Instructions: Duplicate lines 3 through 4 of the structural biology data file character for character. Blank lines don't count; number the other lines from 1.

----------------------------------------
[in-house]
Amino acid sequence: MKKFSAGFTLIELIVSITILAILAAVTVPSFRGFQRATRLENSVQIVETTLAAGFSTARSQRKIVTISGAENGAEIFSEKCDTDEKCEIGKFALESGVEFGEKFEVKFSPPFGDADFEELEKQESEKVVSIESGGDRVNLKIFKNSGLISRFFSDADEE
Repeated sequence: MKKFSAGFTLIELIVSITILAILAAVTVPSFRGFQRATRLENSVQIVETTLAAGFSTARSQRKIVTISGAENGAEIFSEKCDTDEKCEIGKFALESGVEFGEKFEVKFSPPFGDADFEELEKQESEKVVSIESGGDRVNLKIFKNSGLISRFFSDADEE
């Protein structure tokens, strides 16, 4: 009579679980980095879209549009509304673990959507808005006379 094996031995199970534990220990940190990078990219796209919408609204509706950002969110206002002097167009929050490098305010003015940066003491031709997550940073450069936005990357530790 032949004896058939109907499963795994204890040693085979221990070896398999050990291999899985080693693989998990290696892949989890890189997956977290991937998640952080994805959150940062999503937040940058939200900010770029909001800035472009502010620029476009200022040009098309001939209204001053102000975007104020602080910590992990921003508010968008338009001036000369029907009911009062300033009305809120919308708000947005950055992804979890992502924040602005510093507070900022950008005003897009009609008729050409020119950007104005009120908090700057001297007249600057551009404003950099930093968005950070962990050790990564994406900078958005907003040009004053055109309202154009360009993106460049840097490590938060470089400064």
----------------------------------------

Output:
Repeated sequence: MKKFSAGFTLIELIVSITILAILAAVTVPSFRGFQRATRLENSVQIVETTLAAGFSTARSQRKIVTISGAENGAEIFSEKCDTDEKCEIGKFALESGVEFGEKFEVKFSPPFGDADFEELEKQESEKVVSIESGGDRVNLKIFKNSGLISRFFSDADEE
């Protein structure tokens, strides 16, 4: 009579679980980095879209549009509304673990959507808005006379 094996031995199970534990220990940190990078990219796209919408609204509706950002969110206002002097167009929050490098305010003015940066003491031709997550940073450069936005990357530790 032949004896058939109907499963795994204890040693085979221990070896398999050990291999899985080693693989998990290696892949989890890189997956977290991937998640952080994805959150940062999503937040940058939200900010770029909001800035472009502010620029476009200022040009098309001939209204001053102000975007104020602080910590992990921003508010968008338009001036000369029907009911009062300033009305809120919308708000947005950055992804979890992502924040602005510093507070900022950008005003897009009609008729050409020119950007104005009120908090700057001297007249600057551009404003950099930093968005950070962990050790990564994406900078958005907003040009004053055109309202154009360009993106460049840097490590938060470089400064």